Even though he had plenty of warning, moving day came too soon for Randd Leinke.
In three years of living on the Ventura River bottom, he managed to collect piles of bicycle parts and mounds of clothing. His bamboo-lined compound was crammed with walkers and wheelchairs, golf bags and beach umbrellas -- all of it jealously guarded by an ill-tempered mutt named Petey.
So when Ventura police arrived at daybreak Tuesday, at the launch of an unprecedented river-bottom relocation and cleanup, the 52-year-old tree trimmer was scrambling to clear his encampment and leave his riverbed home for good.
"I'm trying to get all of the important things out," said Leinke, removing wheelbarrow loads of personal items destined for storage. "I think we could have all stayed down here, but I don't think the city saw it that way."
Racing against predictions of winter rains, police, community leaders and homeless advocates embarked on a campaign to relocate the more than 150 people who make their home on the dry riverbed on Ventura's west end.
Officers pushed through the underbrush in near-freezing temperatures, uprooting transients in plywood shacks and nylon tents. Police cruisers and fire trucks snaked along river-bottom trails, tires crunching to a stop at camp entrances previously marked with orange paint. Sheriff's deputies on horseback rode herd on the operation from atop a nearby levy.
Authorities have been warning about the effort for weeks.
Transients were permitted to remove their belongings and store them free of charge before cleanup crews arrived to haul away the discards. Police plan to post the area permanently off limits, signaling an end to a vagabond village that has drawn the down-and-out since at least World War II.
"I didn't really want to get out at this time, but that's the way it is," said Leonard Biga, 52, who spent the morning moving his belongings to higher ground after two decades of river-bottom living. "I don't think they'll be able to keep people out. This place has been here a long time."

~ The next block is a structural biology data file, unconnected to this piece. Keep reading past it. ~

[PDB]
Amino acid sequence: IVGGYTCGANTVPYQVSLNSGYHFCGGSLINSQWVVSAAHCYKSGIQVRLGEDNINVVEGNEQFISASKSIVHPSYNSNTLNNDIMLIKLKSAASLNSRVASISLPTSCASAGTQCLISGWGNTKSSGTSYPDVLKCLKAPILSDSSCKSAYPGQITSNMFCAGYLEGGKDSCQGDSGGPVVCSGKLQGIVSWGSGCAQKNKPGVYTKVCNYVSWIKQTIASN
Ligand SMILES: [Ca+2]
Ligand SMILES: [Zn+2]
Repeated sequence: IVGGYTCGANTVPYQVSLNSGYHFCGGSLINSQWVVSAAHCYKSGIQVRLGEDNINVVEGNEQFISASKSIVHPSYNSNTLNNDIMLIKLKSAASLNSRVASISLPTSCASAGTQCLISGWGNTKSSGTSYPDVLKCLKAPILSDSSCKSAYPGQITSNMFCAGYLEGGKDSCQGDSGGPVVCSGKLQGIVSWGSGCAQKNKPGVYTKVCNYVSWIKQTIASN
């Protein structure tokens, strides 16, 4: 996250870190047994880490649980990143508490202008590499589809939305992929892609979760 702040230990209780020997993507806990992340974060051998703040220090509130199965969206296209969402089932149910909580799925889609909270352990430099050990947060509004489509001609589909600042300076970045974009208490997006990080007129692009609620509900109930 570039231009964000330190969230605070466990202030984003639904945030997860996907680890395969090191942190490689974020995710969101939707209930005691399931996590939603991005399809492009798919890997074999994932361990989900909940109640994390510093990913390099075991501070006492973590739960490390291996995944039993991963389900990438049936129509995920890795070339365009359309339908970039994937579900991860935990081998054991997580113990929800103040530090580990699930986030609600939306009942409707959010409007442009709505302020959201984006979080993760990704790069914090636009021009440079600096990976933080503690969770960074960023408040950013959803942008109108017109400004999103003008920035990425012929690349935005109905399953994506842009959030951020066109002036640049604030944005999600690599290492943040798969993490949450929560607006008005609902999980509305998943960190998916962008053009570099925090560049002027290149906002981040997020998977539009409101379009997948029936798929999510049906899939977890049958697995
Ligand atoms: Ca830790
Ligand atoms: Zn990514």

The river-bottom dwellers were directed to an assistance center called Camp Hope, a three-day shelter at the National Guard Armory that will provide medical attention, pet care and other services designed to get the homeless back on their feet. When that ends, the winter warming shelter will open at the armory, giving the homeless somewhere to stay until spring.
Efforts also are underway to create long-term solutions, including a year-round shelter in Ventura.
"Obviously, the issue that is most important is the safety of the people living down there," city spokeswoman Jenise Wagar said. "We don't want them putting their lives at risk."
There have been efforts before to reclaim the river bottom, a hobo jungle created by railroad tramps below the point where the Southern Pacific train trestle straddles the Ventura River.
In the early- and mid-1990s, Ventura City Council members proposed campgrounds for the riverbed dwellers after torrential rains and flooding forced transients to relocate.
While the campgrounds never materialized, Ventura city and county officials used money and momentum generated by the floods to plot a sweeping strategy for river-bottom residents, creating a model assistance program that helped dozens of squatters find housing and jobs. But slowly, despite new city laws banning river-bottom camping, the population built up again. This year, the encampment was the largest in a decade.
Concerns persist about environmental damage and the lack of sanitary facilities on the river bottom. There have been 28 fires at the site this year and, over the last two years, police have responded to 120 calls for service.
There also are concerns about the river-bottom residents. Police said floodwaters drowned two squatters in separate storms in the 1990s. With that in mind, police and others crafted the evacuation plan and vowed to keep the homeless out for good.
Assistant Police Chief Pat Miller said officers will conduct periodic sweeps of the area. He said officers also will crack down on aggressive panhandling and overnight camping in the city's downtown to ensure the river-bottom homeless don't spill into other areas.
"Obviously, the things we've tried in the past did not offer a permanent solution to the riverbed issue," Miller said. "Acknowledging that, we said there's got to be a different way to do this. Only time will tell whether we're successful."
By 10 a.m. Tuesday, Doc Doyle and Bonnie Talley were just about out of time. They had spent most of the previous night preparing to go to Camp Hope, packing clothes and sleeping bags and their two dogs, Tobey and Gizmo.
But unlike Camp Hope, the winter warming shelter won't allow dogs, so they don't know where they'll be staying by the weekend.
"Whatever long-term plans they have, I hope they follow through," said Doyle, 50, picking through the last of his belongings. "Otherwise, everyone who is down here is just going to end up on the street."